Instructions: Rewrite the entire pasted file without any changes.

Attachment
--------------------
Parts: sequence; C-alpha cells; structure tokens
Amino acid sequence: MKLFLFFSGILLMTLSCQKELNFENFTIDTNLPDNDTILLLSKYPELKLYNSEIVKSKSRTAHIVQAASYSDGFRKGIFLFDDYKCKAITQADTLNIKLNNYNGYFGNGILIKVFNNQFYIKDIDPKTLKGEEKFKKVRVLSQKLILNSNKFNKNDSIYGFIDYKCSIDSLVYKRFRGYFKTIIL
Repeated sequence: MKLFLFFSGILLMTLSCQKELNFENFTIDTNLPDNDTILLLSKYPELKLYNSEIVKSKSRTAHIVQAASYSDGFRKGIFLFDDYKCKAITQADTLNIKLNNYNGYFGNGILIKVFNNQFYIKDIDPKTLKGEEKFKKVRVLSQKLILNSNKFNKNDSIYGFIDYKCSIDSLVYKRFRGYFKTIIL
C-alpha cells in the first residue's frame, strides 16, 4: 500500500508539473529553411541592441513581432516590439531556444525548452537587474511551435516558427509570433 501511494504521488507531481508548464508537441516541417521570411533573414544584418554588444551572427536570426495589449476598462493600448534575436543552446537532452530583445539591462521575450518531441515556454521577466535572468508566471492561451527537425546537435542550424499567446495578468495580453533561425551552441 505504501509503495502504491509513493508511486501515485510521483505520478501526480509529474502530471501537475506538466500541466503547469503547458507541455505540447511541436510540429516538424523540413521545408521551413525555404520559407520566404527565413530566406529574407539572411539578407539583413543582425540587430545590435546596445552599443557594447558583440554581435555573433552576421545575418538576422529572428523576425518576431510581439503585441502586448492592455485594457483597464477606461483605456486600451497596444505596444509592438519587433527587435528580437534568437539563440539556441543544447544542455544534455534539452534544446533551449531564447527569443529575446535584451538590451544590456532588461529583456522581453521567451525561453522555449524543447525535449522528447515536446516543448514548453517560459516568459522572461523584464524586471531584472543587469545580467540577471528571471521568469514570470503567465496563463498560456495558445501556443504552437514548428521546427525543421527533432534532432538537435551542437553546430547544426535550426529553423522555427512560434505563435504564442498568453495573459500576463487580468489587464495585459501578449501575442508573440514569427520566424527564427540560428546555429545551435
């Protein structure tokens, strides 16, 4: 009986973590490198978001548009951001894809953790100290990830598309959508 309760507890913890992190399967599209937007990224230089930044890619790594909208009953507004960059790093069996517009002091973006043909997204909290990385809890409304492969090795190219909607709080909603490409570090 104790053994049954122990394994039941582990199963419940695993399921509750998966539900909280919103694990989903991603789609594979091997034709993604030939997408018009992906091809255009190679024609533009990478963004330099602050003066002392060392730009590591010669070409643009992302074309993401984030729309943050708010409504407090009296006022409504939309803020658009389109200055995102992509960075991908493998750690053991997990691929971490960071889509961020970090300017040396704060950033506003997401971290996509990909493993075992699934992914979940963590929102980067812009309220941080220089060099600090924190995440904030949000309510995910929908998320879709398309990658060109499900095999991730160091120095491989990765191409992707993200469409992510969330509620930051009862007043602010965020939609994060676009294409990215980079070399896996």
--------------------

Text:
Parts: sequence; C-alpha cells; structure tokens
Amino acid sequence: MKLFLFFSGILLMTLSCQKELNFENFTIDTNLPDNDTILLLSKYPELKLYNSEIVKSKSRTAHIVQAASYSDGFRKGIFLFDDYKCKAITQADTLNIKLNNYNGYFGNGILIKVFNNQFYIKDIDPKTLKGEEKFKKVRVLSQKLILNSNKFNKNDSIYGFIDYKCSIDSLVYKRFRGYFKTIIL
Repeated sequence: MKLFLFFSGILLMTLSCQKELNFENFTIDTNLPDNDTILLLSKYPELKLYNSEIVKSKSRTAHIVQAASYSDGFRKGIFLFDDYKCKAITQADTLNIKLNNYNGYFGNGILIKVFNNQFYIKDIDPKTLKGEEKFKKVRVLSQKLILNSNKFNKNDSIYGFIDYKCSIDSLVYKRFRGYFKTIIL
C-alpha cells in the first residue's frame, strides 16, 4: 500500500508539473529553411541592441513581432516590439531556444525548452537587474511551435516558427509570433 501511494504521488507531481508548464508537441516541417521570411533573414544584418554588444551572427536570426495589449476598462493600448534575436543552446537532452530583445539591462521575450518531441515556454521577466535572468508566471492561451527537425546537435542550424499567446495578468495580453533561425551552441 505504501509503495502504491509513493508511486501515485510521483505520478501526480509529474502530471501537475506538466500541466503547469503547458507541455505540447511541436510540429516538424523540413521545408521551413525555404520559407520566404527565413530566406529574407539572411539578407539583413543582425540587430545590435546596445552599443557594447558583440554581435555573433552576421545575418538576422529572428523576425518576431510581439503585441502586448492592455485594457483597464477606461483605456486600451497596444505596444509592438519587433527587435528580437534568437539563440539556441543544447544542455544534455534539452534544446533551449531564447527569443529575446535584451538590451544590456532588461529583456522581453521567451525561453522555449524543447525535449522528447515536446516543448514548453517560459516568459522572461523584464524586471531584472543587469545580467540577471528571471521568469514570470503567465496563463498560456495558445501556443504552437514548428521546427525543421527533432534532432538537435551542437553546430547544426535550426529553423522555427512560434505563435504564442498568453495573459500576463487580468489587464495585459501578449501575442508573440514569427520566424527564427540560428546555429545551435
């Protein structure tokens, strides 16, 4: 009986973590490198978001548009951001894809953790100290990830598309959508 309760507890913890992190399967599209937007990224230089930044890619790594909208009953507004960059790093069996517009002091973006043909997204909290990385809890409304492969090795190219909607709080909603490409570090 104790053994049954122990394994039941582990199963419940695993399921509750998966539900909280919103694990989903991603789609594979091997034709993604030939997408018009992906091809255009190679024609533009990478963004330099602050003066002392060392730009590591010669070409643009992302074309993401984030729309943050708010409504407090009296006022409504939309803020658009389109200055995102992509960075991908493998750690053991997990691929971490960071889509961020970090300017040396704060950033506003997401971290996509990909493993075992699934992914979940963590929102980067812009309220941080220089060099600090924190995440904030949000309510995910929908998320879709398309990658060109499900095999991730160091120095491989990765191409992707993200469409992510969330509620930051009862007043602010965020939609994060676009294409990215980079070399896996």